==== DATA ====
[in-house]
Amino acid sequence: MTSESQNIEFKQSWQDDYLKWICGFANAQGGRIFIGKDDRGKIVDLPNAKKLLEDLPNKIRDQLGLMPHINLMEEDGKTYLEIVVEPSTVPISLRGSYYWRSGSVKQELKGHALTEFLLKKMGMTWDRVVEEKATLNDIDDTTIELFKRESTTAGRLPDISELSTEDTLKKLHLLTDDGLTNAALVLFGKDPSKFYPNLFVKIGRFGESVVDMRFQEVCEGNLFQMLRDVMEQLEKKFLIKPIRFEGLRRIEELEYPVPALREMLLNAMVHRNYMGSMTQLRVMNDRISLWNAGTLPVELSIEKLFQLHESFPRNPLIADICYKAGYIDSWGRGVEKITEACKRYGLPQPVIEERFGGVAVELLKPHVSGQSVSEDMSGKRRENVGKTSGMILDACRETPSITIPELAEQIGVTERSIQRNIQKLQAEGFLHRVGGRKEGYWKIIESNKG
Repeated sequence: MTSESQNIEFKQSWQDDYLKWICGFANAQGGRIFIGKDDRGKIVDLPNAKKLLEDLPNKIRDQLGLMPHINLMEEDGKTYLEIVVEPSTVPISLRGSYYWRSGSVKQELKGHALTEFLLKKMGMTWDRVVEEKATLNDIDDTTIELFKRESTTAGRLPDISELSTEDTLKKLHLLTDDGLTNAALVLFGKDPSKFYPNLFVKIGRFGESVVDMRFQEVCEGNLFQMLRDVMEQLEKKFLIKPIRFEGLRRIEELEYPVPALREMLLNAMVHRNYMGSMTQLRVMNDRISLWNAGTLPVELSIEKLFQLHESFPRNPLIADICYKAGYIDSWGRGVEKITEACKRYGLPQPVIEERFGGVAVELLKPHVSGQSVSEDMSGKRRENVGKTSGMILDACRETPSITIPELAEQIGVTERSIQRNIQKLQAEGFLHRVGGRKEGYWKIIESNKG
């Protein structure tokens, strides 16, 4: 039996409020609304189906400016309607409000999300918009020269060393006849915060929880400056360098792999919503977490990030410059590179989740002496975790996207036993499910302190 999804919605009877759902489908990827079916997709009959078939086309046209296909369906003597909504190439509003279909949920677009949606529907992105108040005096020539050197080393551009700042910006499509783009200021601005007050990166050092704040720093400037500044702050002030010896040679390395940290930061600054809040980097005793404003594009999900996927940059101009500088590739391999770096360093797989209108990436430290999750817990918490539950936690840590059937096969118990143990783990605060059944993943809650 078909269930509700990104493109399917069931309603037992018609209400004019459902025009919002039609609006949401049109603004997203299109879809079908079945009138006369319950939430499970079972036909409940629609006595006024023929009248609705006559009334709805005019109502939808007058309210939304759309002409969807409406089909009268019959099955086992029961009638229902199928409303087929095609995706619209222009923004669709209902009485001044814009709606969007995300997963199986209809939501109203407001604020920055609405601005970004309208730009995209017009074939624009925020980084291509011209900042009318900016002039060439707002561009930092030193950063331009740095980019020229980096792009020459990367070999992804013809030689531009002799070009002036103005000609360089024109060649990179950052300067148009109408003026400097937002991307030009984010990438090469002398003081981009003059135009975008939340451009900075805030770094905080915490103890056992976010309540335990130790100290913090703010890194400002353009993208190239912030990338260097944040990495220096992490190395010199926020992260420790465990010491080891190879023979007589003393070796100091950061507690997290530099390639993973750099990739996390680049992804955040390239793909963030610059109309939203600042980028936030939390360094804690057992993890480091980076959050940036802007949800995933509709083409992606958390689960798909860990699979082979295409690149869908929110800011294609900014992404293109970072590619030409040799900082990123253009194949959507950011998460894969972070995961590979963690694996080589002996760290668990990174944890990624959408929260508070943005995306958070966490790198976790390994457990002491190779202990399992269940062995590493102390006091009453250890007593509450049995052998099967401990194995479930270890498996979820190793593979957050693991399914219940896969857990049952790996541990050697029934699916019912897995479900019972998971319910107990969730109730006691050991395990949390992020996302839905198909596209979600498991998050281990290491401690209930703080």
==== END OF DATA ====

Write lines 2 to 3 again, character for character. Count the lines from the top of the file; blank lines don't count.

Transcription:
Amino acid sequence: MTSESQNIEFKQSWQDDYLKWICGFANAQGGRIFIGKDDRGKIVDLPNAKKLLEDLPNKIRDQLGLMPHINLMEEDGKTYLEIVVEPSTVPISLRGSYYWRSGSVKQELKGHALTEFLLKKMGMTWDRVVEEKATLNDIDDTTIELFKRESTTAGRLPDISELSTEDTLKKLHLLTDDGLTNAALVLFGKDPSKFYPNLFVKIGRFGESVVDMRFQEVCEGNLFQMLRDVMEQLEKKFLIKPIRFEGLRRIEELEYPVPALREMLLNAMVHRNYMGSMTQLRVMNDRISLWNAGTLPVELSIEKLFQLHESFPRNPLIADICYKAGYIDSWGRGVEKITEACKRYGLPQPVIEERFGGVAVELLKPHVSGQSVSEDMSGKRRENVGKTSGMILDACRETPSITIPELAEQIGVTERSIQRNIQKLQAEGFLHRVGGRKEGYWKIIESNKG
Repeated sequence: MTSESQNIEFKQSWQDDYLKWICGFANAQGGRIFIGKDDRGKIVDLPNAKKLLEDLPNKIRDQLGLMPHINLMEEDGKTYLEIVVEPSTVPISLRGSYYWRSGSVKQELKGHALTEFLLKKMGMTWDRVVEEKATLNDIDDTTIELFKRESTTAGRLPDISELSTEDTLKKLHLLTDDGLTNAALVLFGKDPSKFYPNLFVKIGRFGESVVDMRFQEVCEGNLFQMLRDVMEQLEKKFLIKPIRFEGLRRIEELEYPVPALREMLLNAMVHRNYMGSMTQLRVMNDRISLWNAGTLPVELSIEKLFQLHESFPRNPLIADICYKAGYIDSWGRGVEKITEACKRYGLPQPVIEERFGGVAVELLKPHVSGQSVSEDMSGKRRENVGKTSGMILDACRETPSITIPELAEQIGVTERSIQRNIQKLQAEGFLHRVGGRKEGYWKIIESNKG